It's important to note that the word "Supplement" means to supply what the primary food does not. I agree that you are taking too many supplements, and if you are not careful it will be at a level which might cause detrimental effects.
Nutrition / Supplementation
There needs to be a proper balance. First, let's look at your description of dietary changes:
- Removing sugar: good move. It provides nothing of value and is just extra calories.
- Removing bread: verdict is out on this one. A good high fiber bread can be a convenient way to eat lunch on the go without causing too much detriment
- Eating eggs: good move. They are like nature's multivitamin. Nothing wrong with 4-9 eggs a day, but you'll have to watch the fat content if you eat the yolk.
- Eating chicken, lightly fried: Not a great move. Chicken is a great food to eat when you trying to get rid of some fat, but frying it adds fat and if you aren't careful will cause you to have more calories than you think.
The primary goal for your diet is to make sure you are eating good things in the right amounts to achieve your goals. To lose weight, you need to know roughly how many calories you burn normally. After that, you adjust by dropping a couple hundred calories at a time until you are losing roughly 1-2 pounds a week.
- Protein should be reasonably high: 1.8g per kg target body weight
- Fat should be at least: .35g per kg target body weight
- Carbohydrates make up the rest.
The number I gave for fat content is the minimum amount to maintain health. Keep in mind that there is 9 calories for every gram of fat. Compare that to both protein and carbohydrates which is only 4 calories per gram. You have to eat the minimum amount of fat your body needs to maintain proper function to burn fat and not muscle. After that, you have to find the right balance between fat and carbohydrates where you feel satisfied from your food but are still losing weight.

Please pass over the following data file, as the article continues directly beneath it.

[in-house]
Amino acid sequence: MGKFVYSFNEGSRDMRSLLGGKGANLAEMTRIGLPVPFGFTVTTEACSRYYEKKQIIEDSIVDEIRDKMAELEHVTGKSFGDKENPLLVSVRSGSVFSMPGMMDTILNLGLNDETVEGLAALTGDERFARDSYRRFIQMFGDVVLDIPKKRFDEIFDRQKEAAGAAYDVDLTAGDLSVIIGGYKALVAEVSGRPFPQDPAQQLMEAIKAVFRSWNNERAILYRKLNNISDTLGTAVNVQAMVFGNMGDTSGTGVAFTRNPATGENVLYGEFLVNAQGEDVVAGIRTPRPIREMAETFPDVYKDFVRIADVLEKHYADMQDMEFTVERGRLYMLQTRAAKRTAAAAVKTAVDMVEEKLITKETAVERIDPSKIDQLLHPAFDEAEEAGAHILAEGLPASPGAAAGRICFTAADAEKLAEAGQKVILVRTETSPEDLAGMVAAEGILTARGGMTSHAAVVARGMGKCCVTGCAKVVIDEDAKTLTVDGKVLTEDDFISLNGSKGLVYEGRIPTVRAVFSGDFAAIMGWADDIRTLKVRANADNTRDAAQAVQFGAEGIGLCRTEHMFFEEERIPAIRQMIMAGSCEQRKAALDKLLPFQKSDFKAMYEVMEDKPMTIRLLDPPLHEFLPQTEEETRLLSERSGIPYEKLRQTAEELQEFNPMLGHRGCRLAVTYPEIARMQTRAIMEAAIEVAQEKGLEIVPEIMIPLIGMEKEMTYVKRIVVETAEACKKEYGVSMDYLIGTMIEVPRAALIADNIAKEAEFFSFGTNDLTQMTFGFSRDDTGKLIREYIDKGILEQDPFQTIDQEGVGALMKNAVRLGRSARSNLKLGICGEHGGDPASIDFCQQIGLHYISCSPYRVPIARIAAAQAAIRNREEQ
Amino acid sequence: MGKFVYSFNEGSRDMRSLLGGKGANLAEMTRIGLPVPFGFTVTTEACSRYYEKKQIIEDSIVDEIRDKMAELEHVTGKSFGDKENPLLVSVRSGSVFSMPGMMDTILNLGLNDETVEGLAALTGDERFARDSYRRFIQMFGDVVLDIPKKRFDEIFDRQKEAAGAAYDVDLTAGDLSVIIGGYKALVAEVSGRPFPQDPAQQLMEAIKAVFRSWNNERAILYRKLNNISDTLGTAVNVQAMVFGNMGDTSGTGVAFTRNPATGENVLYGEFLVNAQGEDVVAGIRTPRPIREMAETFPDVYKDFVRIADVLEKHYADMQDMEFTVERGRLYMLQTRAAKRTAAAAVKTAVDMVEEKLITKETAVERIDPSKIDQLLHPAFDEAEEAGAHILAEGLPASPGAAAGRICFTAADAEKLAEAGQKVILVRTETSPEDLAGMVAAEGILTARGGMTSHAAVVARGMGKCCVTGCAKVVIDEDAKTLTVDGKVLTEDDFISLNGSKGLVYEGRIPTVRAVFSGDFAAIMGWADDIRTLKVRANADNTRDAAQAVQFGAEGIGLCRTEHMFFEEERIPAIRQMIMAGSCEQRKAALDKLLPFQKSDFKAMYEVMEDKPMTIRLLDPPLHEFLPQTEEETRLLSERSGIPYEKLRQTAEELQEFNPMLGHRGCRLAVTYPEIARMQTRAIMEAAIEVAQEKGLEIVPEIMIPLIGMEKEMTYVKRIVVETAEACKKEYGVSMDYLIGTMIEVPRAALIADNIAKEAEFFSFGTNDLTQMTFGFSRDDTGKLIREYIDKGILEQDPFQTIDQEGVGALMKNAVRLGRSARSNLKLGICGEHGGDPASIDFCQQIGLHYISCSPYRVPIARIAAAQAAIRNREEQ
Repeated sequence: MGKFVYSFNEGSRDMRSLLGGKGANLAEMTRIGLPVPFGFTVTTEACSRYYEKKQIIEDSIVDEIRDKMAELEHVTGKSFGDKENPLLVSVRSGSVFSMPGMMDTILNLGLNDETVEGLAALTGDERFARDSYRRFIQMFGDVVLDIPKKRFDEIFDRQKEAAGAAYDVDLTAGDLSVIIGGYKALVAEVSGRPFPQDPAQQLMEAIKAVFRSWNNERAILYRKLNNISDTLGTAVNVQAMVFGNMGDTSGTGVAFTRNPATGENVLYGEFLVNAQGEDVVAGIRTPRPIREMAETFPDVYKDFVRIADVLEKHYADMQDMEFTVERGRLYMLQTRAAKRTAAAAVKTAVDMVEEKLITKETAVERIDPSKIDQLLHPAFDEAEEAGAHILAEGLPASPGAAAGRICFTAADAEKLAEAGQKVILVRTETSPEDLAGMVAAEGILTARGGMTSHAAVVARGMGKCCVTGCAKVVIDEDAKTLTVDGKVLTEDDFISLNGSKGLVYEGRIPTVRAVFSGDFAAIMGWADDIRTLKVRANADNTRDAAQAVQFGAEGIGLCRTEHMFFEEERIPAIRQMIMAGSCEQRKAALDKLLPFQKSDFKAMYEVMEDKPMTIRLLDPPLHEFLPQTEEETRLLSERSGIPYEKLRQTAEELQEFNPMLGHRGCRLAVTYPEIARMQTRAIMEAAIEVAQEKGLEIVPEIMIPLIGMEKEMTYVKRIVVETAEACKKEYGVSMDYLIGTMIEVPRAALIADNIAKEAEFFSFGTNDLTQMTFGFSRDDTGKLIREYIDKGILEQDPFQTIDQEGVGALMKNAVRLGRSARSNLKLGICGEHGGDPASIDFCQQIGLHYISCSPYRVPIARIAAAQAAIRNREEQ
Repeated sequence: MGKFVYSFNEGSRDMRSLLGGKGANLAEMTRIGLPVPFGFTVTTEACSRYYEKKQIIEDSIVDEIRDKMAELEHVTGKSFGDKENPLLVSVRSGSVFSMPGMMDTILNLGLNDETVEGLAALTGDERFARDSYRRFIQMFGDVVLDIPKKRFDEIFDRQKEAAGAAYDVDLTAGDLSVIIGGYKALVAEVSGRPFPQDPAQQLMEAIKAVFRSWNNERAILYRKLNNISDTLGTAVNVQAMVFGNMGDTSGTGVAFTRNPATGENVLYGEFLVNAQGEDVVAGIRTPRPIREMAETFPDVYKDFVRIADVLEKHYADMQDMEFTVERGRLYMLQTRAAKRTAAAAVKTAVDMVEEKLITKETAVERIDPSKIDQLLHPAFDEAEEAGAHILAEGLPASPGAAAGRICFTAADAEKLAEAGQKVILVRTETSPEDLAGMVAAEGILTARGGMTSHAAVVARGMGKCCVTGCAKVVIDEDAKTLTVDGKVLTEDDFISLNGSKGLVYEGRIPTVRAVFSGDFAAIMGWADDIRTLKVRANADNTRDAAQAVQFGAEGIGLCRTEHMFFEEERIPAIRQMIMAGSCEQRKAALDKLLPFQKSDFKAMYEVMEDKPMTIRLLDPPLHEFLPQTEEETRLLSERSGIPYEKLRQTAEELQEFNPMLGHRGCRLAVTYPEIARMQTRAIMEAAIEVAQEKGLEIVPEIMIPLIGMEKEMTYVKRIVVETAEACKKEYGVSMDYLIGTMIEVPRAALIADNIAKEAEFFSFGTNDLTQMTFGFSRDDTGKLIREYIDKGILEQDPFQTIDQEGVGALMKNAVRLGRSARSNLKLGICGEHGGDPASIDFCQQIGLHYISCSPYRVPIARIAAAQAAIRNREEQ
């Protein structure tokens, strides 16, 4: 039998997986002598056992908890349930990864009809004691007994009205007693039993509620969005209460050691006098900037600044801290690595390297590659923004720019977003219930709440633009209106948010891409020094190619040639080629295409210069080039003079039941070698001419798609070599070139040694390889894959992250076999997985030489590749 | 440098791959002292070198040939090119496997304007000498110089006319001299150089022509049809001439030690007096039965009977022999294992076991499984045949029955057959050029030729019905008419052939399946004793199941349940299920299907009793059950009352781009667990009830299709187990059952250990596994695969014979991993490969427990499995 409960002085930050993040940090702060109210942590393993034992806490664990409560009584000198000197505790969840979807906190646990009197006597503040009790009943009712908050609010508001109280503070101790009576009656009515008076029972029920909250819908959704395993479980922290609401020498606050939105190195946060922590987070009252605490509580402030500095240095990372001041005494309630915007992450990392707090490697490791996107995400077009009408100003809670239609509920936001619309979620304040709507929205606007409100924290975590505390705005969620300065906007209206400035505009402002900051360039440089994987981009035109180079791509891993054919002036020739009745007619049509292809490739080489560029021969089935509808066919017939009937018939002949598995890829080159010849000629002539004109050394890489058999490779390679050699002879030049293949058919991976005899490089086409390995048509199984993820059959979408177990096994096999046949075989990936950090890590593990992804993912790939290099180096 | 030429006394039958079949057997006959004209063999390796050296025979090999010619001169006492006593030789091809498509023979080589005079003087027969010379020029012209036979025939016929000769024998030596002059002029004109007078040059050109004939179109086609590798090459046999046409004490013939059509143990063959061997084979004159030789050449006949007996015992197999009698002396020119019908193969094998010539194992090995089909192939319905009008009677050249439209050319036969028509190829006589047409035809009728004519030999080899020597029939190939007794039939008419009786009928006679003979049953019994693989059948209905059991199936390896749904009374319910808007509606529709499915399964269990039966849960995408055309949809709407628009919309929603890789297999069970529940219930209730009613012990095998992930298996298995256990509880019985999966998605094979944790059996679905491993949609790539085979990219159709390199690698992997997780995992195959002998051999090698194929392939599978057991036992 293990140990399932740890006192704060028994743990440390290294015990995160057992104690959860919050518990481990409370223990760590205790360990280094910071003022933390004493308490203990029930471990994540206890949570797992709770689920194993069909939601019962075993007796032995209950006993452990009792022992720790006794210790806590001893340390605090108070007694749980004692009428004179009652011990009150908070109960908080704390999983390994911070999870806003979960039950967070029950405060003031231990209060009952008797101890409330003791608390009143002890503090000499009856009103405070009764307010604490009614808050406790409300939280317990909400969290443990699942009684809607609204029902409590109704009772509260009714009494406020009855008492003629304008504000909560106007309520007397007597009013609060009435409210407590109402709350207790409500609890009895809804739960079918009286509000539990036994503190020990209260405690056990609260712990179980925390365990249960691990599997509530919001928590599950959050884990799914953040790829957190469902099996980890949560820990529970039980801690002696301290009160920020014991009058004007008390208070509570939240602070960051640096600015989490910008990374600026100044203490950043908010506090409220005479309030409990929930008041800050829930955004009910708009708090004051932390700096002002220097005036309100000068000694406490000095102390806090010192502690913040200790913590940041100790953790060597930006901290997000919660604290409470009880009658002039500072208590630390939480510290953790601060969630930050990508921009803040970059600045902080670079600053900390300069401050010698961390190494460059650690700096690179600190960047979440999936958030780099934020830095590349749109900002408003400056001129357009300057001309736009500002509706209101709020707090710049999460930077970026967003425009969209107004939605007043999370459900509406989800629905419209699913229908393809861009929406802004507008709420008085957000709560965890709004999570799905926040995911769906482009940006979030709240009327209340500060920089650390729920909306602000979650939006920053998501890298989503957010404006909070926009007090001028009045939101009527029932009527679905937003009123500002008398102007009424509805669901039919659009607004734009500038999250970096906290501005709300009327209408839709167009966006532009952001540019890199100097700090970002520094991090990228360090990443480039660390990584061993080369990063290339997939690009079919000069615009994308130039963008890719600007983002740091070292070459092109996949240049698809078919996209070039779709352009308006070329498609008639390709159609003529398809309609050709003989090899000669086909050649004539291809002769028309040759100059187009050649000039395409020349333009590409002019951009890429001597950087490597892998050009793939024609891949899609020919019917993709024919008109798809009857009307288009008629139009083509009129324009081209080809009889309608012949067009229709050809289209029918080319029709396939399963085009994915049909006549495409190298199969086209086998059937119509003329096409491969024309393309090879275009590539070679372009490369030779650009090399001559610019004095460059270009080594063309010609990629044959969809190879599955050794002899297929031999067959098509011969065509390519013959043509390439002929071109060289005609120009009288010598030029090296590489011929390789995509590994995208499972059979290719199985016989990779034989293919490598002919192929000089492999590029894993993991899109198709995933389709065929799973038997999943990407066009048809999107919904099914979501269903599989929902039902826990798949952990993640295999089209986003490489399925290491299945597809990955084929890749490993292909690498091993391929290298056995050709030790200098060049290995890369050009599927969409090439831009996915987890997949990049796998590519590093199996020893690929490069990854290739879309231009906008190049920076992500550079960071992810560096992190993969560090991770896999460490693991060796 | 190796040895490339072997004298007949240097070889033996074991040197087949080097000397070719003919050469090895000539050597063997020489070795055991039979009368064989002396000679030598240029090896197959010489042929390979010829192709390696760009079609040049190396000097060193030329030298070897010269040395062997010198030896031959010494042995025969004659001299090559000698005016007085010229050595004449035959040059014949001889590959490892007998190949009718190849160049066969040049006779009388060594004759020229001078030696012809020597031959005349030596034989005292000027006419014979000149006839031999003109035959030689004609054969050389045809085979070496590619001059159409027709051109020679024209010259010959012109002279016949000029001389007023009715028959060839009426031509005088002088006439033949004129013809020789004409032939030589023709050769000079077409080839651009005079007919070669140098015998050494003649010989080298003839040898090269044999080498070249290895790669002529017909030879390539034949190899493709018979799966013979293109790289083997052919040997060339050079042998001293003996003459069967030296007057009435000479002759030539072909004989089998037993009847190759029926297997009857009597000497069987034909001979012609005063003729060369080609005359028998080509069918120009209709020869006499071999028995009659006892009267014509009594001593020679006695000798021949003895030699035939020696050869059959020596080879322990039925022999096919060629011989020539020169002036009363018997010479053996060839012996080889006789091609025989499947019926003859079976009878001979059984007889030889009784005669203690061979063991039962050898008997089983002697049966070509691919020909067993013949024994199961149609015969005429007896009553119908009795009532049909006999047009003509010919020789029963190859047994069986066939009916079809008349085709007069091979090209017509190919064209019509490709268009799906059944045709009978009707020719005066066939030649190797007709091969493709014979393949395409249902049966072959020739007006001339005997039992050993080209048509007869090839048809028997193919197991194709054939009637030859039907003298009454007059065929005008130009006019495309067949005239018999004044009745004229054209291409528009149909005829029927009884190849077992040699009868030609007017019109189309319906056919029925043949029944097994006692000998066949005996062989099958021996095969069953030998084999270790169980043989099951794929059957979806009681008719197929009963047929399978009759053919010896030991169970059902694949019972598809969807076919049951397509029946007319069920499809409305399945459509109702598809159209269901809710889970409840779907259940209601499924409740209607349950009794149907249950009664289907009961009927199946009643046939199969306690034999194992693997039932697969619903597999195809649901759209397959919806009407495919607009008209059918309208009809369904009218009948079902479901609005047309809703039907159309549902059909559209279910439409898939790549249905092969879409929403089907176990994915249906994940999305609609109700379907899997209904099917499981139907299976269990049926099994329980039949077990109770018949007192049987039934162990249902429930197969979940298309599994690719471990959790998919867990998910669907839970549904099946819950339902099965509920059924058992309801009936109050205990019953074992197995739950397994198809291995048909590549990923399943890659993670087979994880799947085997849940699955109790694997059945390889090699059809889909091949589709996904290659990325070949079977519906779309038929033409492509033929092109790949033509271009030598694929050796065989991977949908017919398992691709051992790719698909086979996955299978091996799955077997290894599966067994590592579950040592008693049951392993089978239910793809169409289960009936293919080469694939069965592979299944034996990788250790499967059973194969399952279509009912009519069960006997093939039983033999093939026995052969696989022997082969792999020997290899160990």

As far as supplements go, you really should keep it simple:
- A sports multivitamin, take the dose on the package (example: Opti-Men by Optimum Nutrition)
- About 3g Omega-3 (look at the package, mg of fish oil is not the same thing)
- If you live outside the tropical belt, Vitamin D3, 2500 IU a day
You can spread the supplements out as you see fit throughout the day.
If you have a hard time getting your protein in while cutting calories, you may consider a whey protein supplement. Make sure you look at the package so you aren't getting one with lots of sugar or dextrose in it (i.e. not a bulking protein mix).
Above all, get your sleep. About 8 hours sleep a night will make sure you are burning as much fat as you can while preserving as much muscle as you can. Not getting enough sleep causes your body to hold on to fat and burn more muscle.
Strength training should be about 3 times a week. If you do about 20 minutes of cardio work per day it should help with health, recovery, and burning fat. However you do need to challenge yourself during strength training. If you are beginner, you want to hit the following areas:
A good beginner program would look like this:
- Squats: 3x8
- Bench: 3x8
- Pull-up/Chin-up: 3xAMAP (as many as possible)
- Squats: 3x8
- Bench: 3x8
- Deadlift: 1xAMAP
When 3x8 gets too tough to keep adding 5 lbs each time you go in, switch to 5x5, then 3x5, and finally 3x3.
If you aren't used to free weight and feel more comfortable with machines, then swap out squats for leg press and leg curl and add in core specific work. By working bigger muscles, your body transformation will go better.